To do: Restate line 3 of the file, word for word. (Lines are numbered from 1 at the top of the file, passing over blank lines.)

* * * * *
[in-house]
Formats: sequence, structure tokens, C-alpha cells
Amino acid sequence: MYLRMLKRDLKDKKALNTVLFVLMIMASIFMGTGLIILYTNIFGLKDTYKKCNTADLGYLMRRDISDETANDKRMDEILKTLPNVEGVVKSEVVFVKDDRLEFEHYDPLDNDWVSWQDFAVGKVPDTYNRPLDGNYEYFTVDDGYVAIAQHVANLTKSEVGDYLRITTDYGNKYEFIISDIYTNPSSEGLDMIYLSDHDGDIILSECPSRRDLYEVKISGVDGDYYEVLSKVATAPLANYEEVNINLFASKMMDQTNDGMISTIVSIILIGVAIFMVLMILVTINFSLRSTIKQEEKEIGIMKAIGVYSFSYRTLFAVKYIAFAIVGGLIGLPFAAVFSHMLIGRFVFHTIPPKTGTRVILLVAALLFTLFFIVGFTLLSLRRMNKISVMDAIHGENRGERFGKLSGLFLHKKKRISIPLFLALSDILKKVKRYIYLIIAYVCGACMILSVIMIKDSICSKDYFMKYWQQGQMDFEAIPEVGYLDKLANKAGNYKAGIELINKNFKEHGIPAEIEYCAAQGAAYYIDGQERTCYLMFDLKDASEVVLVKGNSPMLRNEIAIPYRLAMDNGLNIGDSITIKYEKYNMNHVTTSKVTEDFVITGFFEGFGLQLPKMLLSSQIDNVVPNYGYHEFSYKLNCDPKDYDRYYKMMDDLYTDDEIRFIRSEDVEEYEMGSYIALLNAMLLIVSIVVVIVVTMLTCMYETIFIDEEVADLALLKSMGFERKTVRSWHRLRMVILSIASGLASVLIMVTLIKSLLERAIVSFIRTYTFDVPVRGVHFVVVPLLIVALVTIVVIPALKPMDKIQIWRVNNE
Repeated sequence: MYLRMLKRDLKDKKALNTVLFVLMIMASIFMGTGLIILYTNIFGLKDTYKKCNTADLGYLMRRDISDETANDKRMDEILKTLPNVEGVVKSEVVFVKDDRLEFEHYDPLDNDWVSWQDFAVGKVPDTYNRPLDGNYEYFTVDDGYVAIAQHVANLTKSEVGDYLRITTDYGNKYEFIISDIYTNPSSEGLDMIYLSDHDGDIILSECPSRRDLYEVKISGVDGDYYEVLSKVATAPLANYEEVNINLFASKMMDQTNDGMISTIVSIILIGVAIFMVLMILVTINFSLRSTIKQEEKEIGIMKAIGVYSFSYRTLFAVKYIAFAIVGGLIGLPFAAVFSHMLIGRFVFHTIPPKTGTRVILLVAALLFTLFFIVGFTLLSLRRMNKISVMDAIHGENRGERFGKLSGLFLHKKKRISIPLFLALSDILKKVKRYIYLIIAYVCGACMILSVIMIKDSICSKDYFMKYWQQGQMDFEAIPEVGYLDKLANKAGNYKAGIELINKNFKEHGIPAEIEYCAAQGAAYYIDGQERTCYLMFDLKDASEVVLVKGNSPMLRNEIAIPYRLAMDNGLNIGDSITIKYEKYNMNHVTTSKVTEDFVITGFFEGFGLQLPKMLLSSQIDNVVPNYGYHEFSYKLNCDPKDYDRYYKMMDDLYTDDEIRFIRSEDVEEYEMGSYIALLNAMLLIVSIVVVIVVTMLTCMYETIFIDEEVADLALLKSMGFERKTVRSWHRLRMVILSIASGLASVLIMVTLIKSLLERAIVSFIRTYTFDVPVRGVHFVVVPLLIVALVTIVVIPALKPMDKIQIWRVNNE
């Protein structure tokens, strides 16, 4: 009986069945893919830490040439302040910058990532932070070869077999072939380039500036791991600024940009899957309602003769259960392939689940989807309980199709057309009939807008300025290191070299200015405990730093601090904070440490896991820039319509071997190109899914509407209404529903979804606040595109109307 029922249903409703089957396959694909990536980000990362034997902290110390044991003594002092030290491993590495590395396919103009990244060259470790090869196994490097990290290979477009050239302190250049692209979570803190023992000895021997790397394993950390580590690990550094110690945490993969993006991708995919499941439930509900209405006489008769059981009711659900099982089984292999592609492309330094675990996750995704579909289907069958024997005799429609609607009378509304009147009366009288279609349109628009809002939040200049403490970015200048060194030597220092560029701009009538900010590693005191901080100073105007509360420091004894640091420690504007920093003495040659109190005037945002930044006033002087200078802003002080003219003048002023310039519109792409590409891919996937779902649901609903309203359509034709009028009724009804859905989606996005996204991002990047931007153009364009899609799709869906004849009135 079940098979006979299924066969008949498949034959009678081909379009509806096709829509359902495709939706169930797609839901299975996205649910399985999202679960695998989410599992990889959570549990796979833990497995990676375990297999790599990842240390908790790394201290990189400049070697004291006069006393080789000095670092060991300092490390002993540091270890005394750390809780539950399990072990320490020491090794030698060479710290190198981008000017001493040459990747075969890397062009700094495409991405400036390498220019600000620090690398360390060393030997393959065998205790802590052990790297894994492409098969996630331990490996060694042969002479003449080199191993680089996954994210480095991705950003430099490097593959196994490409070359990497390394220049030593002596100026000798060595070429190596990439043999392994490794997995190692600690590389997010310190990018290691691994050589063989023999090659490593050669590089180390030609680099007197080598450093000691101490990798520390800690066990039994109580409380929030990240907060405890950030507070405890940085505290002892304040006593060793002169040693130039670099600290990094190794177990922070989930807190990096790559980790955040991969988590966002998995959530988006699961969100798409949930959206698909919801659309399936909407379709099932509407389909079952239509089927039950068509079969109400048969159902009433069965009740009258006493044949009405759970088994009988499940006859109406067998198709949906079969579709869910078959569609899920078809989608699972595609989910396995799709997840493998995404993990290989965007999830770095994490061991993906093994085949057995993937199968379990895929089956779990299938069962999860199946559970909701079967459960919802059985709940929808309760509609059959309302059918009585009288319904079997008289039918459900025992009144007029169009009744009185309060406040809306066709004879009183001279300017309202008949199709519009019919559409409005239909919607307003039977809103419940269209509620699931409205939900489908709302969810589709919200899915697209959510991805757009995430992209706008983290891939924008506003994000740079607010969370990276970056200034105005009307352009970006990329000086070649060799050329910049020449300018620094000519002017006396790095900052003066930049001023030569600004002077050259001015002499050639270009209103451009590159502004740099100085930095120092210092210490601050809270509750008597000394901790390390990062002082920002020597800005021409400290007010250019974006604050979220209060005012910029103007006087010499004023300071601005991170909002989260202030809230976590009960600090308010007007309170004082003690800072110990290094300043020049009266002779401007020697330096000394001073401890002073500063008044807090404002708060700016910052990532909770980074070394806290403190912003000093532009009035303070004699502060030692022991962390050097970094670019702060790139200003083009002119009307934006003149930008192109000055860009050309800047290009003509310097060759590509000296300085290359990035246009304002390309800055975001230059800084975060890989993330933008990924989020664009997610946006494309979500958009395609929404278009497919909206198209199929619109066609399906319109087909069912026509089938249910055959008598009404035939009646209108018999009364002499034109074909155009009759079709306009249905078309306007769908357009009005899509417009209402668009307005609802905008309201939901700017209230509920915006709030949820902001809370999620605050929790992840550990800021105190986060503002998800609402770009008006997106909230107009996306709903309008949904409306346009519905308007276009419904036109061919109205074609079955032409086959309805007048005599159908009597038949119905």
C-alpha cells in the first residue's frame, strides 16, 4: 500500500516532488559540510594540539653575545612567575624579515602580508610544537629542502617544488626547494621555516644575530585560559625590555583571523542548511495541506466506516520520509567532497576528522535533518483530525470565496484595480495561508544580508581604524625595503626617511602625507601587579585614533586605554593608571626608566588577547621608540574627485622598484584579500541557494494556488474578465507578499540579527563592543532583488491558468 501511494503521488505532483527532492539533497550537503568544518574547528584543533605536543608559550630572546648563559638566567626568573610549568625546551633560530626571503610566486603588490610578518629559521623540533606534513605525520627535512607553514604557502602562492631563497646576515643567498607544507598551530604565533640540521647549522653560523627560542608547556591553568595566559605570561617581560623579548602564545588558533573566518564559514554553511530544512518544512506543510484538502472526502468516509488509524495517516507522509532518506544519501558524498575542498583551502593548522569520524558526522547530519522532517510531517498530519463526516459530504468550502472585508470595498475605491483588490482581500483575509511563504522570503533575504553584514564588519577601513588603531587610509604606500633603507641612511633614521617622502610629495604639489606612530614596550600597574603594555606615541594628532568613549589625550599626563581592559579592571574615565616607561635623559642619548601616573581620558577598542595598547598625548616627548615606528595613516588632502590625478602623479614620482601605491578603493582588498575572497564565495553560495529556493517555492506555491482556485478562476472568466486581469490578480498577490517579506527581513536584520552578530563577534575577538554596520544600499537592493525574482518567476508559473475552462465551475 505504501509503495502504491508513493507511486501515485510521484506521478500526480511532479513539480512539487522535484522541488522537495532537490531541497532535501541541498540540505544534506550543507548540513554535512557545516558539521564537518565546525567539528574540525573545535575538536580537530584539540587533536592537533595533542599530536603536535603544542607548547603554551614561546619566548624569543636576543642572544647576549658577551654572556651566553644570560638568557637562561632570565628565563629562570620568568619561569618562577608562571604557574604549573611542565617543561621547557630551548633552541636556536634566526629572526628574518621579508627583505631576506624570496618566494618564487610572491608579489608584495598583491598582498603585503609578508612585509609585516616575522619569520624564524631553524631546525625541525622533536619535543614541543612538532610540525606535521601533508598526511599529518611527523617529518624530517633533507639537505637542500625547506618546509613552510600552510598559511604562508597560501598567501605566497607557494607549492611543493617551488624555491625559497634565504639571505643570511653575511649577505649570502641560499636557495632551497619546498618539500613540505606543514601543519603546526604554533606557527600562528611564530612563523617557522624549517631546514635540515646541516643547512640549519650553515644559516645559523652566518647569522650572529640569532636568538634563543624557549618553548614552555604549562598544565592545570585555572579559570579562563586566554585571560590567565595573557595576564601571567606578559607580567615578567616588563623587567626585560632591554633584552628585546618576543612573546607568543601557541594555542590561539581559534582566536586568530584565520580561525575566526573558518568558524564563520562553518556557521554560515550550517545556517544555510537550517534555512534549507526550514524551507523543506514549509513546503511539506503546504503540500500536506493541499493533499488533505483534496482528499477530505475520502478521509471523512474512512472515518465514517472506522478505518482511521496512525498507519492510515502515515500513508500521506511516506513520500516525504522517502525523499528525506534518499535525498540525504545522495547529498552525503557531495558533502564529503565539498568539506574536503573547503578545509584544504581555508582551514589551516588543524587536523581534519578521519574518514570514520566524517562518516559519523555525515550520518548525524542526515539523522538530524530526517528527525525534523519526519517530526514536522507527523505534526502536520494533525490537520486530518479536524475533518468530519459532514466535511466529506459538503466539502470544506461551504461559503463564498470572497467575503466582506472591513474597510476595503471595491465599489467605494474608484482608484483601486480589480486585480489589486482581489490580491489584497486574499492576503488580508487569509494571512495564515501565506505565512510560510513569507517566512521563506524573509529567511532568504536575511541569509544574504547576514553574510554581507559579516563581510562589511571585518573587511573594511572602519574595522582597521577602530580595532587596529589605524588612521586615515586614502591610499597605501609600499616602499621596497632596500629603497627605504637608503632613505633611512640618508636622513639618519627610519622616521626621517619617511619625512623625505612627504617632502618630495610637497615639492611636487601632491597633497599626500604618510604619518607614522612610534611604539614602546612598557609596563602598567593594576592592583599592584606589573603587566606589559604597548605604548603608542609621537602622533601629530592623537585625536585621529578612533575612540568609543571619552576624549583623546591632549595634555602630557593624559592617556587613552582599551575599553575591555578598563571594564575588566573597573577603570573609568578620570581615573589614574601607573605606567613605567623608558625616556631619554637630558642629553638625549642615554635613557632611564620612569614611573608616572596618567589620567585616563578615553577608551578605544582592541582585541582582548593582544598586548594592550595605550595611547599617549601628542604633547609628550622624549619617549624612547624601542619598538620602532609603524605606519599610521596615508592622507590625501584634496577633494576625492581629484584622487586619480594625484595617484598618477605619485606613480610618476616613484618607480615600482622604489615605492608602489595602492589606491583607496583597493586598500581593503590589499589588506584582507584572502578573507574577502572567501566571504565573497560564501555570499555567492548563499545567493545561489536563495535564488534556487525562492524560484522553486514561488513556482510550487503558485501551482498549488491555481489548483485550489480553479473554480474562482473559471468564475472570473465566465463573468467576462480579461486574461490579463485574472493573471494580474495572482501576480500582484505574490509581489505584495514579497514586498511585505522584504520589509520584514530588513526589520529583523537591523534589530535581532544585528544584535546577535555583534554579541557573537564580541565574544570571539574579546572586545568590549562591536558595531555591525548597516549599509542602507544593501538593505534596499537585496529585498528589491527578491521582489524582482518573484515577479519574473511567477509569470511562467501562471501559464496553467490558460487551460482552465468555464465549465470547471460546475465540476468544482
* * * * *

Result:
Amino acid sequence: MYLRMLKRDLKDKKALNTVLFVLMIMASIFMGTGLIILYTNIFGLKDTYKKCNTADLGYLMRRDISDETANDKRMDEILKTLPNVEGVVKSEVVFVKDDRLEFEHYDPLDNDWVSWQDFAVGKVPDTYNRPLDGNYEYFTVDDGYVAIAQHVANLTKSEVGDYLRITTDYGNKYEFIISDIYTNPSSEGLDMIYLSDHDGDIILSECPSRRDLYEVKISGVDGDYYEVLSKVATAPLANYEEVNINLFASKMMDQTNDGMISTIVSIILIGVAIFMVLMILVTINFSLRSTIKQEEKEIGIMKAIGVYSFSYRTLFAVKYIAFAIVGGLIGLPFAAVFSHMLIGRFVFHTIPPKTGTRVILLVAALLFTLFFIVGFTLLSLRRMNKISVMDAIHGENRGERFGKLSGLFLHKKKRISIPLFLALSDILKKVKRYIYLIIAYVCGACMILSVIMIKDSICSKDYFMKYWQQGQMDFEAIPEVGYLDKLANKAGNYKAGIELINKNFKEHGIPAEIEYCAAQGAAYYIDGQERTCYLMFDLKDASEVVLVKGNSPMLRNEIAIPYRLAMDNGLNIGDSITIKYEKYNMNHVTTSKVTEDFVITGFFEGFGLQLPKMLLSSQIDNVVPNYGYHEFSYKLNCDPKDYDRYYKMMDDLYTDDEIRFIRSEDVEEYEMGSYIALLNAMLLIVSIVVVIVVTMLTCMYETIFIDEEVADLALLKSMGFERKTVRSWHRLRMVILSIASGLASVLIMVTLIKSLLERAIVSFIRTYTFDVPVRGVHFVVVPLLIVALVTIVVIPALKPMDKIQIWRVNNE